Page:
Tradition has to start somewhere, and maybe, just maybe, Penn State's basketball program began that process at 6:21 p.m. Sunday.
"That was a special moment," Nittany Lion coach Ed DeChellis said.
TV cameras captured just how special when Penn State's name popped up -- as a surprisingly good 10 seed against seventh-seeded Temple -- during CBS' unveiling of the NCAA Tournament bracket.
The network cuts away to show teams celebrate when they see their name appear. More often than not, the players and coaches on those teams smile and laugh, albeit in a rather subdued fashion.
Most of those programs make frequent appearances in the Big Dance, so while they're thrilled to be selected, they have a been there, done that mentality that comes along with high expectations.
Penn State has no such expectations or history, having made the tournament only eight times and not since 2001.
Ready to dance
Teams: Penn State (19-14, 12-10 Big Ten, No. 10 seed West Regional) vs. Temple (25-7, 15-3 Atlantic 10, No. 7 seed)
When: Thursday, 2:10 p.m.
Where: McKale Center, Tucson, Ariz.
Noteworthy: In PSU's last tournament appearance in 2001, the Lions were eliminated by Temple in the Sweet 16. ... Temple went 14-2 in the A-10 during the regular season before losing to Richmond in the semifinals of the conference tourney. ... The Owls beat Georgetown (68-65) and won at Maryland (64-61). ... Temple's RPI is 30, PSU's 39.
Finally, the drought is over.
When CBS showed Penn State's reaction to getting in, you could just tell it meant more to the Lions than any of the other 67 teams in the field.
It took about a millisecond for the players and coaches to leap out of their seats in jubilation, sporting ear-to-ear smiles as they hugged everyone in the room.
We saw Talor Battle, still wearing his No. 12 jersey after finishing up the Big Ten title game less than an hour earlier. Let's be clear about this: Of the roughly 950 players about to compete in the NCAA Tournament, not a single one of them is happier to be there than the best player in Penn State history.
It would have been an incredible shame if Battle had gone his entire career and not made it to the NCAA Tournament. He has said repeatedly he would give back every one of his school-record 2,190 points for the opportunity to dance.
"There are some things in life you hope really work out, and this was one I was just praying for to work out," DeChellis said during a teleconference Sunday night.
DeChellis added that he never prays for wins, simply for his players to stay healthy and to compete. But he knows better than anyone how much Battle has done for the program and what it would mean for the senior guard to reach the tournament.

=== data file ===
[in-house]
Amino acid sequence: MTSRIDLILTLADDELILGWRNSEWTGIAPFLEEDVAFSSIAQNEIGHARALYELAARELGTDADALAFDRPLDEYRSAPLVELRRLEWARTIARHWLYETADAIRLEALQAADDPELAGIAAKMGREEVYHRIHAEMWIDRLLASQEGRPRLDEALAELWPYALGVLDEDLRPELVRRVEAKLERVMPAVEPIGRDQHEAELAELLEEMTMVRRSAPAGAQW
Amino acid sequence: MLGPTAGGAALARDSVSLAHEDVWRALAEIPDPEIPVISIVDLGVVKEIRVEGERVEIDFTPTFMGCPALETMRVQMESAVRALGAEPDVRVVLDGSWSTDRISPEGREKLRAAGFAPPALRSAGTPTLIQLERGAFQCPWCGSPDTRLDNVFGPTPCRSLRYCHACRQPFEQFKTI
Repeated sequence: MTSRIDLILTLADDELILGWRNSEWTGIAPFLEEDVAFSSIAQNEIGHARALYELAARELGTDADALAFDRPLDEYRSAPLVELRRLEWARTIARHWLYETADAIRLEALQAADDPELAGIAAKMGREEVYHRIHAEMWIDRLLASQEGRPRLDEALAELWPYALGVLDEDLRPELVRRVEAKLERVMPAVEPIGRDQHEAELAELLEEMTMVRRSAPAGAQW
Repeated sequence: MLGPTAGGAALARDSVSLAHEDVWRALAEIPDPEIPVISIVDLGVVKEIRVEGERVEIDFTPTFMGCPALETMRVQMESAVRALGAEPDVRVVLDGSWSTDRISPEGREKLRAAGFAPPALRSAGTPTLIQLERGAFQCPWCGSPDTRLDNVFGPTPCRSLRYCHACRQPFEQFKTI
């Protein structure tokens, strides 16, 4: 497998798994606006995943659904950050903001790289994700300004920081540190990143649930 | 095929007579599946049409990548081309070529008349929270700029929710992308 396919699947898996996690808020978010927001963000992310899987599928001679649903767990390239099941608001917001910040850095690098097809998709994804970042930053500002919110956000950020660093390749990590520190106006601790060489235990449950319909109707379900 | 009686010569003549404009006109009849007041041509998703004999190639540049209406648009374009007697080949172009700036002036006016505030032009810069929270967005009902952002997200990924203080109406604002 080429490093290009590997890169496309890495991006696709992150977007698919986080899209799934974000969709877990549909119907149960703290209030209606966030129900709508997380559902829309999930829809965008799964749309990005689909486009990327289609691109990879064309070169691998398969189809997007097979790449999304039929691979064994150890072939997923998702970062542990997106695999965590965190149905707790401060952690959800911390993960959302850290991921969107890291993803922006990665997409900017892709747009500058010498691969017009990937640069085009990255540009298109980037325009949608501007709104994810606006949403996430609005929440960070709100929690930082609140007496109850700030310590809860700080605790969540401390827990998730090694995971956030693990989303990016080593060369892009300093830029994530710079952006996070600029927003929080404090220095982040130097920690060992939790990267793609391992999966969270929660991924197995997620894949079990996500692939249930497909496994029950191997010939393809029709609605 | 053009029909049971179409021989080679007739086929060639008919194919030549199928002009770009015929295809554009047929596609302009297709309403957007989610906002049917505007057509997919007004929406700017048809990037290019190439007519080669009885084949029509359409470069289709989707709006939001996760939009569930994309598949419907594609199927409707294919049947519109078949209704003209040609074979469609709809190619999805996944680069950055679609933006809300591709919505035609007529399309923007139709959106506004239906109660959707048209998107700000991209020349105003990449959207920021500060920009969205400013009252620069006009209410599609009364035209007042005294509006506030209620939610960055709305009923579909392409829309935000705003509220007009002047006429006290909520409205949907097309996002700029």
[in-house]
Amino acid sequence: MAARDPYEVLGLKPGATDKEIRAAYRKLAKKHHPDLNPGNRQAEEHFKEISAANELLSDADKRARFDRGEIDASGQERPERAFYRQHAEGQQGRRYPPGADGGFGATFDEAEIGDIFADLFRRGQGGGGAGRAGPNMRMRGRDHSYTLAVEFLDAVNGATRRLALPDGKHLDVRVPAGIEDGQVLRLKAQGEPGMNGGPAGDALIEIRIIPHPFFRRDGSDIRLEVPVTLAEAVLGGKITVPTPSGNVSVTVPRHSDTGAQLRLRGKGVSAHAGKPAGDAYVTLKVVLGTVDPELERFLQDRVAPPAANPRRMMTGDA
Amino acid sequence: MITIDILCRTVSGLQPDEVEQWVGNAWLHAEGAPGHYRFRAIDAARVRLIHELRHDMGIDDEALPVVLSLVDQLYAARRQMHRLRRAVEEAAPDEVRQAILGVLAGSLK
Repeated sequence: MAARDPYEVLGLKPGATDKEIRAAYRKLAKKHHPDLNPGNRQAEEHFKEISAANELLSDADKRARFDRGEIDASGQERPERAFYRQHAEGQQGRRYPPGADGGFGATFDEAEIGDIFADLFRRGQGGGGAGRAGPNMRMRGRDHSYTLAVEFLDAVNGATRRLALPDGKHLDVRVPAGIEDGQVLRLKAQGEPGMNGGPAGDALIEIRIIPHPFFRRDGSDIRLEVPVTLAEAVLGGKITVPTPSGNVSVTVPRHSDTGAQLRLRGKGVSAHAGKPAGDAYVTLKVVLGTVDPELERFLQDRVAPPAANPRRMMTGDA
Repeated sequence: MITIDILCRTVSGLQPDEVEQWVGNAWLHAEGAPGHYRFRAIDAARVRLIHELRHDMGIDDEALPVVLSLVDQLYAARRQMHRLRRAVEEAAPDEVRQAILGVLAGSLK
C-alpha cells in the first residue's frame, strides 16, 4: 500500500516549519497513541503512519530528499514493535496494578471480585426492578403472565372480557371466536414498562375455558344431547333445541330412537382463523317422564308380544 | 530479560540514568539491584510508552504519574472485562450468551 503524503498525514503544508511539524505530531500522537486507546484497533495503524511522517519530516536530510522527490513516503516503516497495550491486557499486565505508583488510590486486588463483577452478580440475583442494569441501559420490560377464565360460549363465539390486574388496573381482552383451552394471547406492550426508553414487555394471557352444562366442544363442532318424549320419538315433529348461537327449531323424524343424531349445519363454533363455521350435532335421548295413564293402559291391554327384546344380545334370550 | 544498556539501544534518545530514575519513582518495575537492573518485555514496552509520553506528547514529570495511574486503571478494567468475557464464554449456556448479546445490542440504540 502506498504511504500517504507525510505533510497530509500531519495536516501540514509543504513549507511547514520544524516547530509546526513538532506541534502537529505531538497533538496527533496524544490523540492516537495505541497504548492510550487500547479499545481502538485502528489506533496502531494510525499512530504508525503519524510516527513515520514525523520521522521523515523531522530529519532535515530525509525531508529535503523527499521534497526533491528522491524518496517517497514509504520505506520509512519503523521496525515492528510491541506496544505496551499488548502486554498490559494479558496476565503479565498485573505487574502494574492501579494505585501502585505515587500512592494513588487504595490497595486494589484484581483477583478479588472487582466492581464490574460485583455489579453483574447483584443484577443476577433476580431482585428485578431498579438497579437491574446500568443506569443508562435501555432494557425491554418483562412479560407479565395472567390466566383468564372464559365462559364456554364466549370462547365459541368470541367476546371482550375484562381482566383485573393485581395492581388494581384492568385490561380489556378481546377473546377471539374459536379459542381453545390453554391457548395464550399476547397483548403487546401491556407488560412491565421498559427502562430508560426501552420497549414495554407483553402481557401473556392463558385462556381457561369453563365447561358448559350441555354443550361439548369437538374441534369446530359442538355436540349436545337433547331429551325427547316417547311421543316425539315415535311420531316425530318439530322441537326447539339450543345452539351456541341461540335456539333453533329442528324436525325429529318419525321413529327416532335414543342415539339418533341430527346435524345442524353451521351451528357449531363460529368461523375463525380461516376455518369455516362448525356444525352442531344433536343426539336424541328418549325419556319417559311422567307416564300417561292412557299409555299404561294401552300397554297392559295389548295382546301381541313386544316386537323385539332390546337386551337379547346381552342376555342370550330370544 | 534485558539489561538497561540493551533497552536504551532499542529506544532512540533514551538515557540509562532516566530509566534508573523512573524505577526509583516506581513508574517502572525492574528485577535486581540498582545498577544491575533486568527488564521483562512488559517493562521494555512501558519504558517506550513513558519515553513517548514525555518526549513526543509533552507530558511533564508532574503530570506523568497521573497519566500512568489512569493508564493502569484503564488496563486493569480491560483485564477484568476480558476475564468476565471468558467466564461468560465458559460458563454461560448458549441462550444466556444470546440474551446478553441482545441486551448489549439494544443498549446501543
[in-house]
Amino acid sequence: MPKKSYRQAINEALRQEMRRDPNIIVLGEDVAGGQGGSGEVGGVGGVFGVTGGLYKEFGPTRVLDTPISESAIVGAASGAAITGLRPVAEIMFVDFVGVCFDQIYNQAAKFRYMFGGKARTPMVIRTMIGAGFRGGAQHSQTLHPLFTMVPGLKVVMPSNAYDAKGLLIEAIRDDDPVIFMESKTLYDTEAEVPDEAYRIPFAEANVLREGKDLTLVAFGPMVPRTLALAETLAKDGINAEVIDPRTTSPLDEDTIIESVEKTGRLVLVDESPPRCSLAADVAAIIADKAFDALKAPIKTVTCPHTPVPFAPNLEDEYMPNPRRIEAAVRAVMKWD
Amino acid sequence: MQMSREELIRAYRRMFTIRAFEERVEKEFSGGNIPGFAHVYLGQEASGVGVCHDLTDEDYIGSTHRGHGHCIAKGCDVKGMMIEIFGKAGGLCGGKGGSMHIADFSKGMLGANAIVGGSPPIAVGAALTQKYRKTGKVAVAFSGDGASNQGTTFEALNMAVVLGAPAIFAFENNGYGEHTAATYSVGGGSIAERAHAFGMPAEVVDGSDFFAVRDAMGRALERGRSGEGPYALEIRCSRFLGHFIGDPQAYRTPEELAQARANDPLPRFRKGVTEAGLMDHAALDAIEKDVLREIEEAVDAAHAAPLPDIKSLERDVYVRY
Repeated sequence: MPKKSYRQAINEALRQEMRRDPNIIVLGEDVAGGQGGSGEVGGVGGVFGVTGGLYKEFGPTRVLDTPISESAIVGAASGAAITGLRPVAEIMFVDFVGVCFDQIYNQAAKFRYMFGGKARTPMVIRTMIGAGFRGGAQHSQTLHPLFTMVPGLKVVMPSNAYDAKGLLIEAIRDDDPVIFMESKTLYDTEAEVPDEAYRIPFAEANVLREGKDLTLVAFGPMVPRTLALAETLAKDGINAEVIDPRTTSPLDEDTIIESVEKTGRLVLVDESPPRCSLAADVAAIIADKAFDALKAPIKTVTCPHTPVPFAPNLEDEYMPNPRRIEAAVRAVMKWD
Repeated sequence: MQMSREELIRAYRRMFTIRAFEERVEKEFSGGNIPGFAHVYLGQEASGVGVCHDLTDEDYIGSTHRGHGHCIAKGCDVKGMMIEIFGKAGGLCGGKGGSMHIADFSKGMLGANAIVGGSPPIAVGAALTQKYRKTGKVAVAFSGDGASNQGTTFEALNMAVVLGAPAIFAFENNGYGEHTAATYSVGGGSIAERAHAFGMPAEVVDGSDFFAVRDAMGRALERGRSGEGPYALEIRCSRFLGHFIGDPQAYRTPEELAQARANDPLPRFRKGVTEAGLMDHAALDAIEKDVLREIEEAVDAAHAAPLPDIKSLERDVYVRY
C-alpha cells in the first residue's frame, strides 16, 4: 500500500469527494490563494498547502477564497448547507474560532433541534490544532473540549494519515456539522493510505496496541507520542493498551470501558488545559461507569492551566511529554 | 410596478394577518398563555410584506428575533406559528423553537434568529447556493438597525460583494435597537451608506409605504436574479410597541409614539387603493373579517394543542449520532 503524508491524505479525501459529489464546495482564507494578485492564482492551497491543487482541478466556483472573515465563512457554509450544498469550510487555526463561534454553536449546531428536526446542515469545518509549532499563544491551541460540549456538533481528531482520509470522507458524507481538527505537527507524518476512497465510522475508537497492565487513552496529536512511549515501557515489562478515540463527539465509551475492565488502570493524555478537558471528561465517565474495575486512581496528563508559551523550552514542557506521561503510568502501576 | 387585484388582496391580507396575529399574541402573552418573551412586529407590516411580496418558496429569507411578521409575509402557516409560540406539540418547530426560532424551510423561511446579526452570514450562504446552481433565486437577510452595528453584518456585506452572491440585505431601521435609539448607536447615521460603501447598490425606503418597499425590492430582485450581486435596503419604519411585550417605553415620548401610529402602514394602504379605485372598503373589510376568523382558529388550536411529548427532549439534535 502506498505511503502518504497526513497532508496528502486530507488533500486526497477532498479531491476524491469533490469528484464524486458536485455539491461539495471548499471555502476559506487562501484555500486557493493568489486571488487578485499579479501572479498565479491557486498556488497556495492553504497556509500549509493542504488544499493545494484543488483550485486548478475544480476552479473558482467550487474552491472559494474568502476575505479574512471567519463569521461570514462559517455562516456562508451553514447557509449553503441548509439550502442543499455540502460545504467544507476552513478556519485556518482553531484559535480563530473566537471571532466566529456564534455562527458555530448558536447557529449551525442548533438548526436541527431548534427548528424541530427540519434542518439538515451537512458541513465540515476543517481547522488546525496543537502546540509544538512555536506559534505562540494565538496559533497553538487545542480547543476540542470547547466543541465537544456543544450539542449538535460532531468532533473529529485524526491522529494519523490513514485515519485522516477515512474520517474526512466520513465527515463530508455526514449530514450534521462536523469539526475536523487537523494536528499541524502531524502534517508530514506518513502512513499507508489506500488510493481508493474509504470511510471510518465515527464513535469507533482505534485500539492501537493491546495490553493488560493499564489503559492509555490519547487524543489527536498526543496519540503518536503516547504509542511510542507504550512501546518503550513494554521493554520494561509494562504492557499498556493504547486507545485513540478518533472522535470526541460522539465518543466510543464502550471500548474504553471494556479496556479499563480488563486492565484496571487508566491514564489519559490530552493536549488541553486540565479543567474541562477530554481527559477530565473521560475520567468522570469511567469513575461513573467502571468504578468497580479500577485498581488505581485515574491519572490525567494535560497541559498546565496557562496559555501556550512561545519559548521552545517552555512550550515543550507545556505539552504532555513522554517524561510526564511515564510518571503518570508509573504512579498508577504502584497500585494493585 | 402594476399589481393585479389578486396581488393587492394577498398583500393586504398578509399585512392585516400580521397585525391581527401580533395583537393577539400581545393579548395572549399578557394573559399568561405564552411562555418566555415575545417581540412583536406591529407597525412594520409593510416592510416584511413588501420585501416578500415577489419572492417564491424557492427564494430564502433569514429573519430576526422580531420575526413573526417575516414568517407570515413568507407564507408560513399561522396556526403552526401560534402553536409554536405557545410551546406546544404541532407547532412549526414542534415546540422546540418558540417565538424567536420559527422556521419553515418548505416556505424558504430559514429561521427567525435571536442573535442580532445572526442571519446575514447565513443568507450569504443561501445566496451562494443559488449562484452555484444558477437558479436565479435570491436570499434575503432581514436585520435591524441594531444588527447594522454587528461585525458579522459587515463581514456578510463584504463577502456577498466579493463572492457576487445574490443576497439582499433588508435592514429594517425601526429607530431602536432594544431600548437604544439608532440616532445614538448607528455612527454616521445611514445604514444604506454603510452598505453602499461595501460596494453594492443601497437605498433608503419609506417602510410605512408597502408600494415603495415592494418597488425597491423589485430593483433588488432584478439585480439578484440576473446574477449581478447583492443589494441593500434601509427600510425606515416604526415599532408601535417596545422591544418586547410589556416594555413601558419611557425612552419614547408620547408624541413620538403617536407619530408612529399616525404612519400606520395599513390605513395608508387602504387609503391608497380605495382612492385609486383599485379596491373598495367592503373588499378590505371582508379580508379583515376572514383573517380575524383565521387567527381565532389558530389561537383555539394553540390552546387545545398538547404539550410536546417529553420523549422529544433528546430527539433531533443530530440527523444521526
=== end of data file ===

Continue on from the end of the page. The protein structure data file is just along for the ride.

It's not just Battle, though. The PSU program has been built for success this season with three other senior starters -- Jeff Brooks, D.J. Jackson and Andrew Jones -- and this was a tournament-or-bust kind of year, especially considering how bad the dropoff will be next season.
Instead of letting this golden opportunity for success slip away -- which would have been crushing for the program -- Battle, his fellow seniors and sophomore guard Tim Frazier found a way.
That's really all there is to it. They just found a way, even if it wasn't pretty.
A Big Ten tourney win over Indiana (61-55) was sloppy, then the Lions and Wisconsin set college basketball back 50 years with a putrid 36-33 game in the quarterfinals. Saturday's victory over Michigan State (61-48) got PSU off the bubble, but no one knew just how far off until Sunday.
The first indicator that the NCAA selection committee was going to show the Big Ten some love came when Michigan got an 8 seed, after prognosticators had the Wolverines as a 10 or even 11. Shortly thereafter, PSU came up as a 10 seed, when most figured the Lions would be an 11 or 12.
"That didn't really shock me," DeChellis said. "Nothing shocks me with the NCAA Tournament and seeding."
Penn State now has to go cross-country to play an in-state rival, and DeChellis joked they should just hold the game in Harrisburg. The coach is concerned about the quick turnaround having to play Thursday, after his team just played four games in four days.
The Lions will take off today, then practice Tuesday and Wednesday. They haven't played a regular-season game against Temple since 2009, but the two squads did scrimmage each other during the preseason in November.
"What I took away from that was we needed to get better very, very quickly because I didn't think we played very well," DeChellis said. "I thought they were a stronger and tougher team, both mentally and physically."
That was a long time ago. Given what the Lions have been through lately, no one would question their mental toughness.
Penn State basically was on the bubble for the past three weeks, and aside from a bad home loss to Ohio State in the regular-season home finale, the Lions did what they needed to do to go dancing.
Critics, including yours truly, will now ease off DeChellis since he finally led the Lions to the tournament in his eighth season. His job is safe, and that job will now include building on this year's success and establishing a foundation for the future.
Cory Giger is the host of "Sports Central" from 4 to 6 p.m. daily on ESPN Radio 1430 WVAM. He can be reached at 949-7031 or email@example.com.